I have students who are analyzing of H.G Wells' 'War of the Worlds'. They have been commenting on the following sentence: "I stood petrified and staring."

Some have said petrified acts as an adjective, modifying "I". Others have said it is an adverb, modifying the verb "stood".

Who is correct? Or are both/neither correct? Is it something completely different that I have never heard of?

many thanks!

  • It is an adjective functioning as a predicative adjunct referring to the subject "I".
    – BillJ
    May 19, 2017 at 11:44
  • Yes, true but I suspect over their heads. :)
    – Lambie
    May 19, 2017 at 13:36

2 Answers 2


stand is the intransitive verb, and the parts are: stand, stood, stood

He stood in the hall and shouted my name.

If you replace stand by be, you can see how /petrified/ works.

He was petrified.

That is a passive verb formed by be + past participle. And (here's the crucial point), the past participle in English can be used as an adjective. Also, it can be viewed as an adjective to describe the state of he. One can replace an intransitive verb here with the verb be to show that it is intransitive.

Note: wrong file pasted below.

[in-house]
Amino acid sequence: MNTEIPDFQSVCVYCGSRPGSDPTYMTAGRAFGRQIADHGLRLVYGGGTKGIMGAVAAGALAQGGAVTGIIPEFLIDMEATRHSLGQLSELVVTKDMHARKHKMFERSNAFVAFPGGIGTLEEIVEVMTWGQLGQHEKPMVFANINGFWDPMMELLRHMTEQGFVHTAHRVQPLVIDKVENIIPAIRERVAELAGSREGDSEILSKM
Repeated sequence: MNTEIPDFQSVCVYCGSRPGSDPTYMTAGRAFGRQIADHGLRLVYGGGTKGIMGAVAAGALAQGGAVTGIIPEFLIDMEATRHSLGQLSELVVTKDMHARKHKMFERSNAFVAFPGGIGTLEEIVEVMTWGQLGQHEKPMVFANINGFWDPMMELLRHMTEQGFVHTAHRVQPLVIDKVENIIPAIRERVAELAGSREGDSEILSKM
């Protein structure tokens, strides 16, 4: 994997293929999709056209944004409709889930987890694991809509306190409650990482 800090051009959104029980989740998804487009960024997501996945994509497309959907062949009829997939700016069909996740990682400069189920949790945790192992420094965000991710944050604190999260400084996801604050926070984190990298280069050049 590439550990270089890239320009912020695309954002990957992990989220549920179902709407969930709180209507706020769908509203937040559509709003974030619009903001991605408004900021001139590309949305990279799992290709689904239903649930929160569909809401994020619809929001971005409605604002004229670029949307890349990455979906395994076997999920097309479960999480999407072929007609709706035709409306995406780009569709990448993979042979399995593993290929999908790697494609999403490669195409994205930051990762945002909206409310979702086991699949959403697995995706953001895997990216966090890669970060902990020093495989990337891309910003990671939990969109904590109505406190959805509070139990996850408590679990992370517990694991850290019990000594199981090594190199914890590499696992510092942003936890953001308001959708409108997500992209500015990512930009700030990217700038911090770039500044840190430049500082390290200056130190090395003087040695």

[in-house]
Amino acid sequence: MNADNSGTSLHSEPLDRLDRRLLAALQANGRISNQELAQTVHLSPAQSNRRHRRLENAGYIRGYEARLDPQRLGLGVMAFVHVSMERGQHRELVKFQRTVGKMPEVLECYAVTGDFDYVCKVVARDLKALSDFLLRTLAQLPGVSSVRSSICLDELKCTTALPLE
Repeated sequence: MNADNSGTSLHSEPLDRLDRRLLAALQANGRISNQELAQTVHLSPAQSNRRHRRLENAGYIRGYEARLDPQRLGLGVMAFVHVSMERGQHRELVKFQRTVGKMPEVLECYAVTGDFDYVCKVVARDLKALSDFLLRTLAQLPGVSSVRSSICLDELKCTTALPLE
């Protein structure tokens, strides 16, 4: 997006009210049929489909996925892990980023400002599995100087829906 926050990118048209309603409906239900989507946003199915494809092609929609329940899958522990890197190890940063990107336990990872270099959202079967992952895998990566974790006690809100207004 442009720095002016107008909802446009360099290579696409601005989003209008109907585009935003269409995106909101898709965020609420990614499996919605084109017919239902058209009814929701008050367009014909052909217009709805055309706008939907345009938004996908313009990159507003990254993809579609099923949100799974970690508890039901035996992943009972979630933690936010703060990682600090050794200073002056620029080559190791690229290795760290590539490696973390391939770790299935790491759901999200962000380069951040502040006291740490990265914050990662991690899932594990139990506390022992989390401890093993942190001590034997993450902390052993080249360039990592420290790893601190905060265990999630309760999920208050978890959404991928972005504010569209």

In any event for me this can be seen two ways:

1) Adverbially, as it describes how he stood. 2) Adjectivally, as through transformation (the one I did perhaps imperfectly above), one can see it is an adjective and thus can be modifying the I.

Often, one can go at grammar in more than one way. And in some cases, more than one structure can be shown to exist.


In "a petrified man stood", the (passive) participle 'petrified' is used like an adjective to restrict the man.

In "a man stood [,] petrified", that participle is used adverbially to comment on the man's standing (it is nested under the verb, not the subject).

The same rules apply to the (active) participle 'staring'.

  • There is no comma: He stood quietly in the doorway. Same structure as; He stood petrified in the doorway.
    – Lambie
    May 20, 2017 at 16:05
  • "He stood [,] quietly [,] in the doorway." The optional comma[s] were there to show that the word is adverbial (since they do not affect the meaning).
    – AmI
    May 25, 2017 at 19:57

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